Some of this year’s beauty brand-model pairings are perfect matches with the model and the brand’s image, while some are a bit more questionable. There’s a back story for these castings, so we made sure to get the inside scoop.
The Body Shop Favor Musicians?
Could the popularity of the show, “I Am a Singer,” be the reason for The Body Shop’s affinity for musicians? Kim Yoon Ah replaced Tiger JK and Yoon Mi Rae as models for the brand. The use of idol models conflicts with The Body Shop’s image; instead, the company prefers older models who have aged gracefully. Park Eun Kyung from the brand’s PR team, added that she checks potential models’ past “campaign” experiences. Kim Yoon Ah was the perfect candidate because of her involvement in various campaigns, including social impact work. “Our main event every year is a joint campaign with MTV for AIDS; we looked for models who could collaborate with us for the event and it just so happened that they were mostly musicians.”
Lancome Prefers Housewives?
Last year’s Lancome model was actress Jung Hye Young. Her elegant image is perfectly suited for Lancome, but she was unable to stay on as a model for the brand due to her fourth pregnancy. Lancome has now signed on newlywed, Eugene. Could Lancome be favoring housewives? There is apparently a different reasoning for the brand’s choice of Eugene to represent the brand: “When asked to pick a celebrity who has expertise in beauty, people think of Eugene. She’s already published multiple books on beauty, and is host of cable TV program, ‘Get It Beauty,’ strengthening her image as a beauty expert.” Lancome explains that their decision on signing on Eugene is because her recognition and approval for a product would increase the beauty brand’s appeal with people.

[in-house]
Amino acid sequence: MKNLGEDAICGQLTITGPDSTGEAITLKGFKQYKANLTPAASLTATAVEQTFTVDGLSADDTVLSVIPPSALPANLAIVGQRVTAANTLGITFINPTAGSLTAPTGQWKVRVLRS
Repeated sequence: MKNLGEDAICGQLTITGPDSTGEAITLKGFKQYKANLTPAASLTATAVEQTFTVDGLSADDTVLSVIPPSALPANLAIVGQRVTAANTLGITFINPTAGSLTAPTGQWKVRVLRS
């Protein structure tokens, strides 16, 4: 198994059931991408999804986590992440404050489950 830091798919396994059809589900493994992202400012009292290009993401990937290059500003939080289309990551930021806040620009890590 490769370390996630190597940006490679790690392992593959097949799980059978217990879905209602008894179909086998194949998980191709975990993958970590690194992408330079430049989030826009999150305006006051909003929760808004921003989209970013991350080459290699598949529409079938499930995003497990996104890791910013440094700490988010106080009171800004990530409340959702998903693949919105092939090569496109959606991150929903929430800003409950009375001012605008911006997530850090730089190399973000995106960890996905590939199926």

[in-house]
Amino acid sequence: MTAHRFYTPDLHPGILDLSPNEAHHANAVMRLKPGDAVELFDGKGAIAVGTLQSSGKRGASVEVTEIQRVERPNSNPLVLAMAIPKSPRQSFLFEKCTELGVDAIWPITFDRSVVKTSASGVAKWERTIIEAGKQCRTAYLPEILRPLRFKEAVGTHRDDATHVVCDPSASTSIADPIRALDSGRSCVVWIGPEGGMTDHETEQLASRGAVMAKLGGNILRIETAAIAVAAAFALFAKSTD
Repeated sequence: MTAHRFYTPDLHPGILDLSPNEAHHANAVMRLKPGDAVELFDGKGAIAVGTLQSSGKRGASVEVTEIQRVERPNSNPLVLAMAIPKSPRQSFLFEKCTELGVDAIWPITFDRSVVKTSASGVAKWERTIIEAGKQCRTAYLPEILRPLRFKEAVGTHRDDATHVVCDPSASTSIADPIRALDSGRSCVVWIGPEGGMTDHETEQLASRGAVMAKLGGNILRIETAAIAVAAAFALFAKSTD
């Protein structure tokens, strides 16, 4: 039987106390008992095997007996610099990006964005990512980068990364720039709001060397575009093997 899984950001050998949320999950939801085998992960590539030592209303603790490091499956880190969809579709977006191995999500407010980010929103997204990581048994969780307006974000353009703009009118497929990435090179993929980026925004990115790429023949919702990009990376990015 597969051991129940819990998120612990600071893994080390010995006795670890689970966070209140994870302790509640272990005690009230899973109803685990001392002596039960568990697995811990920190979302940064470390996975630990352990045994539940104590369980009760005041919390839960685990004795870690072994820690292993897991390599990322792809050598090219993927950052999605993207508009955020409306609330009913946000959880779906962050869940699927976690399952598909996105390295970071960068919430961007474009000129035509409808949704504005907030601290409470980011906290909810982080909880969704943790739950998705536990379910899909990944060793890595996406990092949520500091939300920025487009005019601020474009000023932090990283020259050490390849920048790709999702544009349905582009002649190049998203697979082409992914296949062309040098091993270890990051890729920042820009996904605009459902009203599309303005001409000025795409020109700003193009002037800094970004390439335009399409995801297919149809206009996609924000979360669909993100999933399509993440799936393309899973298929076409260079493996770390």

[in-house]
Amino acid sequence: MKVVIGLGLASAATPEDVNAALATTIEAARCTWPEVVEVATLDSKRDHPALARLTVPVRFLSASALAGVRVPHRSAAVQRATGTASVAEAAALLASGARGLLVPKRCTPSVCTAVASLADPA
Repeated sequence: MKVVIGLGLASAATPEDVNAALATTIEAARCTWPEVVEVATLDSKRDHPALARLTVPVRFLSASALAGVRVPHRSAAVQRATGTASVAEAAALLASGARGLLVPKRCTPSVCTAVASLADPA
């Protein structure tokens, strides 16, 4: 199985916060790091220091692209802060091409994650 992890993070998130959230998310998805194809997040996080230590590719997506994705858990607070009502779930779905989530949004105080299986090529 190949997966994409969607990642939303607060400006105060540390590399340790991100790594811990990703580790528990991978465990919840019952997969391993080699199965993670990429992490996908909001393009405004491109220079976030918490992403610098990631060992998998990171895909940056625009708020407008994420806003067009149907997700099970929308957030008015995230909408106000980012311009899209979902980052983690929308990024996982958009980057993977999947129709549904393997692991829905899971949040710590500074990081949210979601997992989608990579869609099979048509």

SK-II Wants to Be Younger!
“Kim Hee Ae is on her ninth year as an SK-II model, and Im Soo Jung is on her fifth. Because they’ve both been representing the brand for so long, their trust as beauty mentors is getting stronger; however, the problem is that brand image itself is aging. Women in their twenties, the target demographic for our products, consider SK-II a ‘wannabe’ or aspiring brand that older women use.” SK-II’s PR Team leader, Jo Da Som, explains that this discrepancy in the perception of their brand and their target demographic is the reason the brand is desperately recruiting fresh and youthful models in their twenties.
International Brands and Korean Models.
Chanel has never used a Korean model in the past—they’ve gone so far as to use a Caucasian model for a whitening product line launching only in Asia; this is attributed to the brand’s identity, which has the pursuit of “French chic” at its core. Make Up For Ever, another brand which has never used a domestic model, has signed on Jang Yoon Joo this year. Jang Yoon Joo’s “sharp and artistic image” is a great fit with the brand’s concept. Dior is on a relentless search for the perfect Asian hallyu beauty icon—a universal model who appeals to all customers across Asia. This year, they have signed on Kang So Ra from “Dream High 2”. Chanel and Dior are both headquartered in France, but their recognition of Korean models are polar opposites!
Idols Shift Around.
It’s hard even for editors to keep up with beauty brands’ ever-changing idol models. Idols transform their image drastically, and their contracts usually range from six months to a year (the norm for contracts with actresses is two years). Idols are great at instantly raising brand awareness (especially hallyu stars), but scandals and the like can quickly change consumers’ opinions. This year, Etude House signed SHINee and The Saem signed on IU as new models for their brands; idol group, Kara, represents the beauty brand, Nature Republic.